Bank Loan                                                                60,917.5

Total Equity                                                              180,388.5

Accounting Concepts and Conventions Used in Preparation of Coyle’s Financial Statements:

In the course of preparing accounting information thus accounting financial statements, it is safe to take into consideration the overall accounting objective which calls for fair and true representation of substance of items in businesses and in reporting results of these entities. In Coyle’s case, the financial statements have been prepared with precision and immense accuracy. This is depicted by the use of correct figures in calculating the different financial statements.

Historical Cost Convention: has been deployed in the course of preparing the financial statements of Coyle’s business since business transactions have been posted at their pricing rules and as par their immediate period of recording. For instance, in the course of recording the sales turnover, the recording process identified a £ 10,000 loss which was later reflected in the course of preparing updated income statement. Furthermore, this accounting convention calls for valuing assets at their respective original costs. In the course of preparing Coyle’s business financial statement, equipment, van and premises have all been valued at their original costs. Adjustments made to these values are depicted in the application of the depreciation (Black 2009, p 128-133).

In the course of preparing Coyle’s financial statements, it is evidently clear that the accounting convention of monetary measurement has been used largely. This convention requires accounting personnel to account for business items which can be quantified in monetary values.

Separate Entity: requires that business activities and their respective owners be distinguished and separated. Private transactions should be separated from matters pertaining to the business activity (Black 2009, p.133).In Coyle’s business case; application of this convention has been achieved in the course of accounting for personal drawing. For instance, Coyle bought a computer worth $ 1,800 for business use but paid for it using his personal account. This is a private transaction which does not affect the normal operations of the firm.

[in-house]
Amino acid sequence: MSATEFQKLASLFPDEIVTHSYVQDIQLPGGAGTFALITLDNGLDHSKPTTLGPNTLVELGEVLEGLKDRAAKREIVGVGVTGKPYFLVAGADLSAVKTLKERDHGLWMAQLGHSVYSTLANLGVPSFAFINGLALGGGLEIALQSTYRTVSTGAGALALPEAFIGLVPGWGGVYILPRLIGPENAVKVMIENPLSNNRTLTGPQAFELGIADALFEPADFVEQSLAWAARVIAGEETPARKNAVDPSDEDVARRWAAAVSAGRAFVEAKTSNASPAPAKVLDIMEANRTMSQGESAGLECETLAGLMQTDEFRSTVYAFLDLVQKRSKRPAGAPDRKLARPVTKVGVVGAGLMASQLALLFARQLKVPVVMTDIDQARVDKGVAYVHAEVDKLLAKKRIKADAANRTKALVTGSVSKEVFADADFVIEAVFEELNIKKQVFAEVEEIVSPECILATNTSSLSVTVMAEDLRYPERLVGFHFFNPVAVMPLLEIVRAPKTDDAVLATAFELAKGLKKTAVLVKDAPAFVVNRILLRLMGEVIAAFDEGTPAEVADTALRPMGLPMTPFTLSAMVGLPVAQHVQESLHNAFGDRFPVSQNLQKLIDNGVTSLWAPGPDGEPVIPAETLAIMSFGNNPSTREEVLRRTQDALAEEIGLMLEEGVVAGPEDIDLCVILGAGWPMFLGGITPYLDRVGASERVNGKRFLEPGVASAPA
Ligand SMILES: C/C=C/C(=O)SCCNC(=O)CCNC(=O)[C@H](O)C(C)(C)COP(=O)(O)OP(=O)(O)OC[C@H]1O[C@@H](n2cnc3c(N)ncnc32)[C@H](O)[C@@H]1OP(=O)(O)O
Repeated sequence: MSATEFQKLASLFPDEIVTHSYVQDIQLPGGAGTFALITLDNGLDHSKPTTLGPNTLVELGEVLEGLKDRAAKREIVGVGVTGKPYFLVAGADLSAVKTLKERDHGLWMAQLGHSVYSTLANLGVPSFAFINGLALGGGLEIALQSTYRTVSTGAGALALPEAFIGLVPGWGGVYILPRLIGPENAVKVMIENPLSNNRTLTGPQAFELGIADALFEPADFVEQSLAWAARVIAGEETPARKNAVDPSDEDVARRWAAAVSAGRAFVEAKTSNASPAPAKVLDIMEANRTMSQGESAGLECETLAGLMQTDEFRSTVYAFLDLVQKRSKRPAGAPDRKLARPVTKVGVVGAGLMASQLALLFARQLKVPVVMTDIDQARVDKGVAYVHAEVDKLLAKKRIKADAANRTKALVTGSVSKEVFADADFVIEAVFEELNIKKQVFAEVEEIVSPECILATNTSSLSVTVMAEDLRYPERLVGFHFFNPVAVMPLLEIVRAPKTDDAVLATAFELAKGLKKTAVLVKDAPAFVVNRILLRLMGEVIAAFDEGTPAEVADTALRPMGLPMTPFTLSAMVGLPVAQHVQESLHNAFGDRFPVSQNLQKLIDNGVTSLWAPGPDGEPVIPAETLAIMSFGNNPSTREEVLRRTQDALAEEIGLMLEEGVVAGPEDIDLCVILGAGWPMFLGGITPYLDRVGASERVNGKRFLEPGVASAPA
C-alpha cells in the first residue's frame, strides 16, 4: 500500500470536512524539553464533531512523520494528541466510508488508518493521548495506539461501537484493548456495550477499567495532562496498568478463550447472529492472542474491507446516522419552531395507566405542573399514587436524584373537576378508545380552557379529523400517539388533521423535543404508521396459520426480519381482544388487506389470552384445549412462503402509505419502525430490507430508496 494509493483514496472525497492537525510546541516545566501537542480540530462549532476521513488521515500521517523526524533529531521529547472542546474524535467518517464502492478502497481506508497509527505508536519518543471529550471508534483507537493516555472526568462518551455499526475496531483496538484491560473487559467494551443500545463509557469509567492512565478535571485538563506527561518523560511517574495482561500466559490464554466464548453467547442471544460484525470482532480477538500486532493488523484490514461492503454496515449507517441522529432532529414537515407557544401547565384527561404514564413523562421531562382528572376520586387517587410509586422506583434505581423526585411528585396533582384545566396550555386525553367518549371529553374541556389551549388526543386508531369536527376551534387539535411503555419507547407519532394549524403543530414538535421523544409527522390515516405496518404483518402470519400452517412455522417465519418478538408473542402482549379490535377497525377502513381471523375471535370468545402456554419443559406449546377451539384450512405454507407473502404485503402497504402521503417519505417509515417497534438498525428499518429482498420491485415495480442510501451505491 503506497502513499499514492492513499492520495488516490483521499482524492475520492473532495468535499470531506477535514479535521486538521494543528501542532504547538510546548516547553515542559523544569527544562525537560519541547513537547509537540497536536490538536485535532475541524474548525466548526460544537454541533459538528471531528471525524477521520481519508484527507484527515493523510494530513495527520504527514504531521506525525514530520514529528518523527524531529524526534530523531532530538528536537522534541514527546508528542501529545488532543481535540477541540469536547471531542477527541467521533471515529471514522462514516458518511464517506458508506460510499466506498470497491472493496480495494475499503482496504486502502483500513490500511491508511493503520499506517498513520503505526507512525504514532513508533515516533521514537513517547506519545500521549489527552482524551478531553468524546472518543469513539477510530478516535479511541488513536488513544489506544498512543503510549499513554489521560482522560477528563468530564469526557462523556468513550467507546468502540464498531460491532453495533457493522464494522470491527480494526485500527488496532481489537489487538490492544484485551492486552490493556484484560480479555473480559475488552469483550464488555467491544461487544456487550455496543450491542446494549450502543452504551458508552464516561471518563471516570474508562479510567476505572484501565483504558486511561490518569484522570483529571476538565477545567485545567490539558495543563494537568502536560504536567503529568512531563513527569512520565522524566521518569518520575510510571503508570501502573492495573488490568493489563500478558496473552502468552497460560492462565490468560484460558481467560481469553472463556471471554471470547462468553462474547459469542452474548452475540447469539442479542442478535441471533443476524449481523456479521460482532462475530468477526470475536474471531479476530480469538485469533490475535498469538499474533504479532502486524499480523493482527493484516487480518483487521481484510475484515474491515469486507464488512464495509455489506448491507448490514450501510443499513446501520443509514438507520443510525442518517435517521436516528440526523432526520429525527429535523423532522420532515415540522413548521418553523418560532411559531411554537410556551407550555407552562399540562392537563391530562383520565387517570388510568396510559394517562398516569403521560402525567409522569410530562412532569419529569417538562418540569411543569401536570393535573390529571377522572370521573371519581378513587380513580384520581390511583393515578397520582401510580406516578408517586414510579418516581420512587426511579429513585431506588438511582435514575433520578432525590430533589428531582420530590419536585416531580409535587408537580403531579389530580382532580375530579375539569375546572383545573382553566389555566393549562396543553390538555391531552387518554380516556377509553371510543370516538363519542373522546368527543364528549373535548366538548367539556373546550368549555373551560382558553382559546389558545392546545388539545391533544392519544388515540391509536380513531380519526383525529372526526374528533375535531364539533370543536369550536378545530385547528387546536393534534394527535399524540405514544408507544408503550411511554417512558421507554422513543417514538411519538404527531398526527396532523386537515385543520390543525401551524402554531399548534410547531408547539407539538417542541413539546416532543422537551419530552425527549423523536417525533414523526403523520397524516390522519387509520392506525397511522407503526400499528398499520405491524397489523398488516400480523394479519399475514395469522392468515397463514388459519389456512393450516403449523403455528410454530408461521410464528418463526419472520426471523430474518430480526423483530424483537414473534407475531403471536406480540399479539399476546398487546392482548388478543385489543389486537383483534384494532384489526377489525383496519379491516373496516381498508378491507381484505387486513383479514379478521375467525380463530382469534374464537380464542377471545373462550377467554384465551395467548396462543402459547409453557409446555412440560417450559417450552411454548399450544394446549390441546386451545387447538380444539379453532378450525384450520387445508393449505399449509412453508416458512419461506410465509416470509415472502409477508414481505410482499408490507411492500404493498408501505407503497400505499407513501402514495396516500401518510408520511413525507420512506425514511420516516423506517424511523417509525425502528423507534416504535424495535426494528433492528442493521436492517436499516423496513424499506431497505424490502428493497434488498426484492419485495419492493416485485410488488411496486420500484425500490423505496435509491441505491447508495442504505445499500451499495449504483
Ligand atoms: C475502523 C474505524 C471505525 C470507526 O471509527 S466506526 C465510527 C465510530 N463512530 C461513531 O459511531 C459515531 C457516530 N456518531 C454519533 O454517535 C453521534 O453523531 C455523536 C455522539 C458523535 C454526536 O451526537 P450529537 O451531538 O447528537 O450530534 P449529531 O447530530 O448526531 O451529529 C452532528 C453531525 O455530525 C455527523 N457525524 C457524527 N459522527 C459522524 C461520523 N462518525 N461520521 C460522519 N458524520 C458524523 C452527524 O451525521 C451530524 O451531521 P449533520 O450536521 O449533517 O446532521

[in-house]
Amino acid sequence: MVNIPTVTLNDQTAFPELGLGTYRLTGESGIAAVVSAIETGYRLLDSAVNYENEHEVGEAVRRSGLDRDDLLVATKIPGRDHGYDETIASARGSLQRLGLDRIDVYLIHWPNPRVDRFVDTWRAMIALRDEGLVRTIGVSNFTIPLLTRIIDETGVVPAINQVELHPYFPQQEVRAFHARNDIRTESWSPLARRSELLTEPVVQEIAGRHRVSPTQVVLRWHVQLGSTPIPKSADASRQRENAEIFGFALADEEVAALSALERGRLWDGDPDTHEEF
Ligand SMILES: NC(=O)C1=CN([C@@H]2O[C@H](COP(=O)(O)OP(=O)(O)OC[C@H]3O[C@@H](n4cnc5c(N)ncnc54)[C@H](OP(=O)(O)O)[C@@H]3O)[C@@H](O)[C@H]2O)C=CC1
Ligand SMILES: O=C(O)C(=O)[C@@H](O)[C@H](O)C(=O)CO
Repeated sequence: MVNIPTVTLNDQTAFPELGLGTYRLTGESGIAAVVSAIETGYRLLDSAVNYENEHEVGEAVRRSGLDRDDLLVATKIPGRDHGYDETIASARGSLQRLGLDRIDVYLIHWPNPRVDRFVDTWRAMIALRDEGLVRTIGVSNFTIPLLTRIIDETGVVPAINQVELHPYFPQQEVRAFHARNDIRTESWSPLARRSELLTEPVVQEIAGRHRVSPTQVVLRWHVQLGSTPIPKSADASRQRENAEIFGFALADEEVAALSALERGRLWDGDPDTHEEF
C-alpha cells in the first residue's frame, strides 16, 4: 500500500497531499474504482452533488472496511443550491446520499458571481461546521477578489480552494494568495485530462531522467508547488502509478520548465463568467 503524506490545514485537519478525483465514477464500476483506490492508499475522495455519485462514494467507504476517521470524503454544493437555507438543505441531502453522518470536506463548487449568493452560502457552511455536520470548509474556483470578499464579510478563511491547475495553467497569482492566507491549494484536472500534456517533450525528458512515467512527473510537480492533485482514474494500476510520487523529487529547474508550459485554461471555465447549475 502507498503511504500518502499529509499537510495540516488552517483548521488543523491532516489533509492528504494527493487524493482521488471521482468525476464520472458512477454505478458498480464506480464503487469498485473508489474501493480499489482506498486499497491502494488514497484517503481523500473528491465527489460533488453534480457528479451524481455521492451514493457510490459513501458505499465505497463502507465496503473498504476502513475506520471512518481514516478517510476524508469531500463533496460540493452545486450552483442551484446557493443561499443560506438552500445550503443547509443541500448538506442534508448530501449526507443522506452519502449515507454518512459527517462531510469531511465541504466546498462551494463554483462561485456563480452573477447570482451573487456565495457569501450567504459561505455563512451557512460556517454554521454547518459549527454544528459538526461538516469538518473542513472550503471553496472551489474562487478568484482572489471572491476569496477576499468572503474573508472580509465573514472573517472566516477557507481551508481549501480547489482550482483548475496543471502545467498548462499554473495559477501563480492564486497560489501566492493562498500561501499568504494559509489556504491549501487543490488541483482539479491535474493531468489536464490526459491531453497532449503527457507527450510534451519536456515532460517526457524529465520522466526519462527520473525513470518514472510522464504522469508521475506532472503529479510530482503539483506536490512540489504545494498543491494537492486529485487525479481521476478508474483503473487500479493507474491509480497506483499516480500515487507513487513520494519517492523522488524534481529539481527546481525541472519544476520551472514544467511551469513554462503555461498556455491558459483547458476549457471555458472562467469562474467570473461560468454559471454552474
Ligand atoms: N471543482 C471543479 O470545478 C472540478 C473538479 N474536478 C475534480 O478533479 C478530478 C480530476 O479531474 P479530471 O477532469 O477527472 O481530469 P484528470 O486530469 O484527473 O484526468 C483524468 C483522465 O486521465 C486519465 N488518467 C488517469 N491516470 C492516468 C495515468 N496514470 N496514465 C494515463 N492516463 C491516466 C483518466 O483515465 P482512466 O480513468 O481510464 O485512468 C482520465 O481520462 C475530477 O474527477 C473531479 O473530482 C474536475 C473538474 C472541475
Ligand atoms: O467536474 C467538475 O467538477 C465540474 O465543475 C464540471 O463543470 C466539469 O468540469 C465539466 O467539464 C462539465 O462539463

Realisation Concept: is an accounting convention which requires accounting personnel to recognize business transactions at the immediate point of sale or in other cases passage of legal ownership of the business item (Black 2009, p.179). This concept has been reflected fairly in the course of recording for trade receivables which account for values of sale which are made on credit and are legal in nature. This transaction also reflects legal transfer of ownership to other parties.

Also, it should be noted that preparation of the financial statements takes into account the varieties of the accounting concepts which include going concern concept; which assumes that the Company at hand is not going to experience bankruptcy. In Coyle’s business case, it is evidently clear that the business items confirm the survival of the entity into future operations. This is portrayed through the crucial valuation of both assets and liabilities of the business as a whole. Consistency Concept; is an accounting concept which demands that business transactions and valuation techniques be similar from one financial period to another. In Coyle’s business case, the calculation of provision for depreciation has used a single percentage from year to year without alterations. Matching Concept; is an accounting concept which demands for income to be matched with immediate expenses within a specified accounting period (Black 2009, p 143). In Coyle’s business case, this has been achieved given the fact that income statement has matched revenue earned with such expenses as wages and salaries in order to attain the net profit for the business as at 31st December 2012.